Fans Call Out Fox Again For Rigging Teen Choice Awards
The award show's results sparked backlash across social media
Fan reactions to the 2015 Teen Choice Awards, which aired Sunday night on FOX, revealed that the show hasn’t fully regained the trust of young audiences a year after the network was accused of rigging its votes.
The awards show is advertised as one where teens get to pick their favorite movie, television, social media and music stars—among other celebrities. FOX says it determines the winners through an electronic tally of “eligible” votes submitted via Twitter, Facebook, Instagram and TeenChoice.com.
But some young fans around the world are disregarding the contest’s authenticity for a second time. Last year, Web stars tweeted that winners of the 2014 show were told the results days before voting officially ended, sparking backlash against the show. Since Sunday, hundreds have recirculated last year’s protest hashtag: #TeensDontHaveAChoiceAwards. Others posted
#TCARiggedJanoskiansShouldHaveWon in support of a YouTube comedy group that many felt was shortchanged by a dishonest system.
Instagram users called for the Teen Choice Awards to be cancelled, accusing the show of being rigged, while some left angry comments on the show’s official Instagram and Facebook accounts. Vocativ later found that some critical posts on Instagram have since been deleted.
Others online posted criticism backed by figures they claim contradicted the show’s declared winners:
— Kyla (@kyla_mindless) August 17, 2015
A post that included a graph from Topsy, an analytics tools that allows users to measure tweets, aimed to show that Bella Twins—a professional wrestling team—was favored more online compared to the U.S. National Women’s Soccer Team, which won the award for Choice Female Athlete. But the person who posted it failed to note that Twitter results only accounted for one source of votes, which FOX says were collected across various platforms, including Facebook, Instagram and TeenChoice.com. Topsy can also only measure tweets over the last 30 days, while voting was held for more than a two-month period. In other words, teens who posted charts to back their claims of rigging didn’t have access to all the data.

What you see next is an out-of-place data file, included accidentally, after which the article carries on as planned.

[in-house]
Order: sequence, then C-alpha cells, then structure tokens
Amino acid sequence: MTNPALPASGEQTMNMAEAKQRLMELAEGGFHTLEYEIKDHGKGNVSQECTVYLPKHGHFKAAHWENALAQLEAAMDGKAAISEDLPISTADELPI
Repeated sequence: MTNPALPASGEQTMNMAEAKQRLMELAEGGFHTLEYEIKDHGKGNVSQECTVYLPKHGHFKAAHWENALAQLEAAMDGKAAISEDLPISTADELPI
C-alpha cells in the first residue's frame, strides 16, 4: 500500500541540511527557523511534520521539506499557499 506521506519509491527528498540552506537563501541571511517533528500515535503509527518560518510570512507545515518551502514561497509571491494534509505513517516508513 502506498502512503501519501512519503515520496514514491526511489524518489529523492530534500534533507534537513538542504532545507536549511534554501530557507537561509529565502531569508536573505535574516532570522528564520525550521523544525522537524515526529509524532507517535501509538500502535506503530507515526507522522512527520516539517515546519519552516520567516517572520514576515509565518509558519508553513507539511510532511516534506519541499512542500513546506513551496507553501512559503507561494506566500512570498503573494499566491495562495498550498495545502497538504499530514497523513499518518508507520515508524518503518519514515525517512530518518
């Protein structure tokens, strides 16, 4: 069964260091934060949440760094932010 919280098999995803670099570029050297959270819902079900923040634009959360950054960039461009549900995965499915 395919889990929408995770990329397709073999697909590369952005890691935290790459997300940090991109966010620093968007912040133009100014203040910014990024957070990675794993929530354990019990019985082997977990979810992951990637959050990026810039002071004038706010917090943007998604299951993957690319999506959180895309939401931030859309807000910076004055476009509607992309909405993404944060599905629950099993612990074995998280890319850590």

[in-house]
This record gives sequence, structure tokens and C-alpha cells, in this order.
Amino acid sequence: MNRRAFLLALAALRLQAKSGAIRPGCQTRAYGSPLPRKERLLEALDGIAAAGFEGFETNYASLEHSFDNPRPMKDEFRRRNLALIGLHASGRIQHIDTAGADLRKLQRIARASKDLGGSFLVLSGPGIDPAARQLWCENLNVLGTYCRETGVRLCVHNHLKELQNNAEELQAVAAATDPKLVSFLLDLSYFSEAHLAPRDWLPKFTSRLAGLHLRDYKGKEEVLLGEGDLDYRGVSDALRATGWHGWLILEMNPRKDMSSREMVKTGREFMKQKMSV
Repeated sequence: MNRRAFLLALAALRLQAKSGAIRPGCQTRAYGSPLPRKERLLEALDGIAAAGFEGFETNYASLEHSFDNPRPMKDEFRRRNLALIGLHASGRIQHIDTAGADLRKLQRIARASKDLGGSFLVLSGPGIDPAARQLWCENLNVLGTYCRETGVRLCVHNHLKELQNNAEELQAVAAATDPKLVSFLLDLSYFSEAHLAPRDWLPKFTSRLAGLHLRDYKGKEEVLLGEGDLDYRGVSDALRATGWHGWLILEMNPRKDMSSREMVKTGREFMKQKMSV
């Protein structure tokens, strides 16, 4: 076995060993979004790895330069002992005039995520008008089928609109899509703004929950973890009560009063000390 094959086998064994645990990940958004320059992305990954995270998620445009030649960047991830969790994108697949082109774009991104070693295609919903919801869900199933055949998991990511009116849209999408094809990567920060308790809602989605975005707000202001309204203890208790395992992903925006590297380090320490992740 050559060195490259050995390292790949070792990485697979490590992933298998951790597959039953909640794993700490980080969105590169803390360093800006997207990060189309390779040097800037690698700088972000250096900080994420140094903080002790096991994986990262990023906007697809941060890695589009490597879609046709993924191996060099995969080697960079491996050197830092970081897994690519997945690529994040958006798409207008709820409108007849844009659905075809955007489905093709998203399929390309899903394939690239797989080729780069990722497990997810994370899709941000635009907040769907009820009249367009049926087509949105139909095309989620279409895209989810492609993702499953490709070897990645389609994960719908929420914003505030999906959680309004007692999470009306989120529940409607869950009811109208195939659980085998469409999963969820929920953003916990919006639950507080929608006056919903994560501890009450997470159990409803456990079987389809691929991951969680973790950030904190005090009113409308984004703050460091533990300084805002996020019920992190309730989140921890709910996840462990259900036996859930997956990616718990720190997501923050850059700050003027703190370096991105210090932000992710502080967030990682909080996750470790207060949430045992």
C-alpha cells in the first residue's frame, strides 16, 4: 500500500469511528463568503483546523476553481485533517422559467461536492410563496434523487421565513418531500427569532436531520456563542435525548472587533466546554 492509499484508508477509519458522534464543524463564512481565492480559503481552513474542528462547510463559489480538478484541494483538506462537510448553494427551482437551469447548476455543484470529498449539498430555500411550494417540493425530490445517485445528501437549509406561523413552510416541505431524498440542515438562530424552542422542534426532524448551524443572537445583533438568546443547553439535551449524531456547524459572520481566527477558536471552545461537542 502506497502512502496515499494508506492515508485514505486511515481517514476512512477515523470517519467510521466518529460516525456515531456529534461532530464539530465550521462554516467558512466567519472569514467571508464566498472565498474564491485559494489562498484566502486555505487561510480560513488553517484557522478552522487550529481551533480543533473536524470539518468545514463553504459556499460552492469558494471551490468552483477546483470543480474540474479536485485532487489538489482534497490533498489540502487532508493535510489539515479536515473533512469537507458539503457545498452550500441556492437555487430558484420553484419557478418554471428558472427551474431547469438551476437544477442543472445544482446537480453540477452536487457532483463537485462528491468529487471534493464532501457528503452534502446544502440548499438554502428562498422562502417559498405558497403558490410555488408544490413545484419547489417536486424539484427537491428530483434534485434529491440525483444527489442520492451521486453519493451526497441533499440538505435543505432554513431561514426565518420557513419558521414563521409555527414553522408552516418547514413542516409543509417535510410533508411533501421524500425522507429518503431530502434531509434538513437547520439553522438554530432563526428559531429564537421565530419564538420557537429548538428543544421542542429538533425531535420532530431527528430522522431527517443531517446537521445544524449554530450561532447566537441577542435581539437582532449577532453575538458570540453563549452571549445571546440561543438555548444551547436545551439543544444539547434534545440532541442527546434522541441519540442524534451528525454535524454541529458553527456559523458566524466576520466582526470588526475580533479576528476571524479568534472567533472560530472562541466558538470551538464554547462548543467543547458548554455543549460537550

Another social media user posted a chart showing figures for Choice International Artist. It was, however, unclear where the graph originated and what exactly the figures meant.
Still, the controversy underscored that transparency is critical to young audiences, particularly when it comes to digital interaction and the fate of the stars that they’re voting for. The network posted to Teenchoice.com new 2015 rules that reassured viewers their votes were being counted after receiving flak last year for a disclaimer that says the winner is ultimately picked by the show’s producers.
“Winners of Teen Choice 2015 are determined using the votes cast on the site, Facebook, Twitter and Instagram,” read the 2015 rules. “Votes are tabulated electronically and winners are determined based on the nominees in each category with the highest number of eligible votes.”
FOX did not immediately respond to requests for comment.